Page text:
According to Cameron Herold, coach, mentor, and owner of BackPocket COO “allowances teach kids the wrong habits.” Cameron believes that allowances actually teach kids to think about having a job. Instead, he believes in teaching kids how to be entrepreneurs—and entrepreneurs don’t rely on a regular paycheck.
According to Lewis Mandell, a professor of finance at the University of Washington who recently studied more than 50 years’ worth of allowance research, “The kids who receive [a regular, unconditional] allowance tend to think far less about money in general.” He also said “Those children appear more likely to grow up to be ‘slackers,’ since they aren't learning to associate work with money.”
If you want to raise entrepreneurs, Cameron Herold suggests that you teach your kids some alternatives for earning money. For example, encourage them to walk around the house and yard looking for things they can sell or paid chores that they can do. Require the child to initiate the interaction with you regarding what work they’d like to accomplish and how much time it will take them to complete the work, and then negotiate on how much they will get paid. This teaches children the art of finding opportunities and the skill of negotiating.
Another way for children to earn money outside of an allowance is for them to take the junk and toys they’ve outgrown and start selling them on Craig’s’ list or E-bay. Teach your kids how to fix the price, write the item’s description, pull up photos, etc. If you’re children are minors, you will probably have to set up your own personal account online and then add them on a sub account.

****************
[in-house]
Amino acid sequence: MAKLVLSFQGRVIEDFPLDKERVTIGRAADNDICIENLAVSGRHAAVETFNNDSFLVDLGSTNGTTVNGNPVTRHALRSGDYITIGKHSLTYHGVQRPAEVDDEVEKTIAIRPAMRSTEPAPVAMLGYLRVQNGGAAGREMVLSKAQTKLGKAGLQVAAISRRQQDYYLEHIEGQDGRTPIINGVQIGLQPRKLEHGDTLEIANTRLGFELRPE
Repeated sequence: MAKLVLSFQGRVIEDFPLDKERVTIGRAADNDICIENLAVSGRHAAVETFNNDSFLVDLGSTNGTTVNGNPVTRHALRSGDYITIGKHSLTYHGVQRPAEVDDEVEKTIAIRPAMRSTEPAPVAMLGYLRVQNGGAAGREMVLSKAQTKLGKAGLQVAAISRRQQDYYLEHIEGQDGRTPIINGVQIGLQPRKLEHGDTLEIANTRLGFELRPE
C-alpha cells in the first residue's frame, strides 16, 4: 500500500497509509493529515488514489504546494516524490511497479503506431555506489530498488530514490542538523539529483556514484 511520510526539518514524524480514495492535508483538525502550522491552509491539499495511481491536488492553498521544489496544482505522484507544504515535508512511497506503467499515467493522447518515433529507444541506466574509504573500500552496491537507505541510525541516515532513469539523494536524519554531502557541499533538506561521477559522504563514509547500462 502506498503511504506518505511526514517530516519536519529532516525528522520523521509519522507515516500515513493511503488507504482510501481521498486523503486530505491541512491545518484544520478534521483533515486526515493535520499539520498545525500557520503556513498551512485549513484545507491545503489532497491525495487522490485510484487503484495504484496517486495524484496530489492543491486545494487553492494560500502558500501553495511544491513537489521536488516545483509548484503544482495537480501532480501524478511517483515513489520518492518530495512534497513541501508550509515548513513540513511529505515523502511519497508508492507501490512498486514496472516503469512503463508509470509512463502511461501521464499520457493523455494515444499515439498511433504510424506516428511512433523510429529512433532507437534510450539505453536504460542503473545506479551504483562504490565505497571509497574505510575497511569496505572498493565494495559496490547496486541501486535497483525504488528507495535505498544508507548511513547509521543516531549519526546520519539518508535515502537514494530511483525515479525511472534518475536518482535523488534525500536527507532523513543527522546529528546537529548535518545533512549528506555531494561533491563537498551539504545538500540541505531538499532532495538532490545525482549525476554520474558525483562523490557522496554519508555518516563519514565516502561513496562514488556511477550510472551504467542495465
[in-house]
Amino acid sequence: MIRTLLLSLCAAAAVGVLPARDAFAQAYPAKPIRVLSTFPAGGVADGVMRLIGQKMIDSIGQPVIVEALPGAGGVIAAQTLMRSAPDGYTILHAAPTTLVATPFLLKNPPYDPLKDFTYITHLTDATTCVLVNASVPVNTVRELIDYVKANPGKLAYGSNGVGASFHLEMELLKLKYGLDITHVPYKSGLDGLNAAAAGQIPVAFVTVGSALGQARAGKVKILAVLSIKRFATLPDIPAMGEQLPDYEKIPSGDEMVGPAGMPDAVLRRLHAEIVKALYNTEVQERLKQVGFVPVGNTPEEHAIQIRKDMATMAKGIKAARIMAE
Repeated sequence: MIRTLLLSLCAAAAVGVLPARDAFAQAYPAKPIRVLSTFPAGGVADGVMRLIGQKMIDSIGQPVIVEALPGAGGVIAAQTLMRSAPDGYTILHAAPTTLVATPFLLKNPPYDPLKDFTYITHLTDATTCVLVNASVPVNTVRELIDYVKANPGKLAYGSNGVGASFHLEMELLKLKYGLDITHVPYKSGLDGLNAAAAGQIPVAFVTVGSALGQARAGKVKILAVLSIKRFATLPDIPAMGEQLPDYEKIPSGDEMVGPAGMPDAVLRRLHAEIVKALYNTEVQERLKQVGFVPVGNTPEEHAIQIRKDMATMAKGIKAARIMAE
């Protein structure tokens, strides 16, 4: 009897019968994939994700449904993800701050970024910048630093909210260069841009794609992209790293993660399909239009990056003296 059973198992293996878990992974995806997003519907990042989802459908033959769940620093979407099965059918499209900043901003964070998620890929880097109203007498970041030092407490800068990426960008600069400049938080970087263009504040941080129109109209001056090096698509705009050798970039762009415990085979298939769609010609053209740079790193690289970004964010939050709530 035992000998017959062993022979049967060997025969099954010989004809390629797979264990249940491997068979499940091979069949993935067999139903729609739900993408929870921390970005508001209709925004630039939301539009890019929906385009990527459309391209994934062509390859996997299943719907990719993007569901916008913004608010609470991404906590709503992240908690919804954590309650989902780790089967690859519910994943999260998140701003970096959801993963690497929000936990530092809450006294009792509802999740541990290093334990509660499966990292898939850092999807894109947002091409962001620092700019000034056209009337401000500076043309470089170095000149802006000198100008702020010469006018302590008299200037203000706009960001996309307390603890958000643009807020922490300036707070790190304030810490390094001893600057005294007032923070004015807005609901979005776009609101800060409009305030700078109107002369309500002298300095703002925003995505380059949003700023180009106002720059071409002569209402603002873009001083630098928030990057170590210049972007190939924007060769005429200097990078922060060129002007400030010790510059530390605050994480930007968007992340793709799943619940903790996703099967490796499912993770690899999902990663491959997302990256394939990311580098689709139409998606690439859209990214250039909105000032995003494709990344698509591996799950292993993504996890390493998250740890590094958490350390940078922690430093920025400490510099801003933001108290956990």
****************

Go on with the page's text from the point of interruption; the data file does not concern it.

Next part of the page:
Many critics suggest that giving a child an allowance teaches the child to expect money for nothing. Other allowance alternatives include:
Earned Time – Instead of money, your child can earn time for chores that they accomplish. That time can be put towards extra time on the computer, an extended bed time, additional time with friends, etc. This idea promotes a good work-fun balance and is more affordable for mom and dad.
Paid Rewards—With this system, you provide some money to your child when you catch them demonstrating good behaviors such as getting certain grades, displaying good manners, being a good Samaritan, etc.
If your family has decided to follow a chores-for-pay system, you may want to take a look at our blog, Keeping Chores Simple. It describes a method that we use with our children. Chores are split up between the everyday/expected chores and the above-and-beyond chores. The blog includes a link to a free downloadable “Everyday Chore Chart” template.
FamilyMint™ encourages parents and children to learn about money together. They also believe that the best teacher is experience, and with FamilyMint kids learn by setting and working to achieve goals they create themselves.
Our Money Management Certification Program™ combines a 60-page step-by-step workbook with a fun online money management application for kids. Kids that complete the 2-month program develop key money habits that will benefit them the rest of their lives. The FamilyMint Method increases your child’s understanding, confidence, and success in saving and managing money.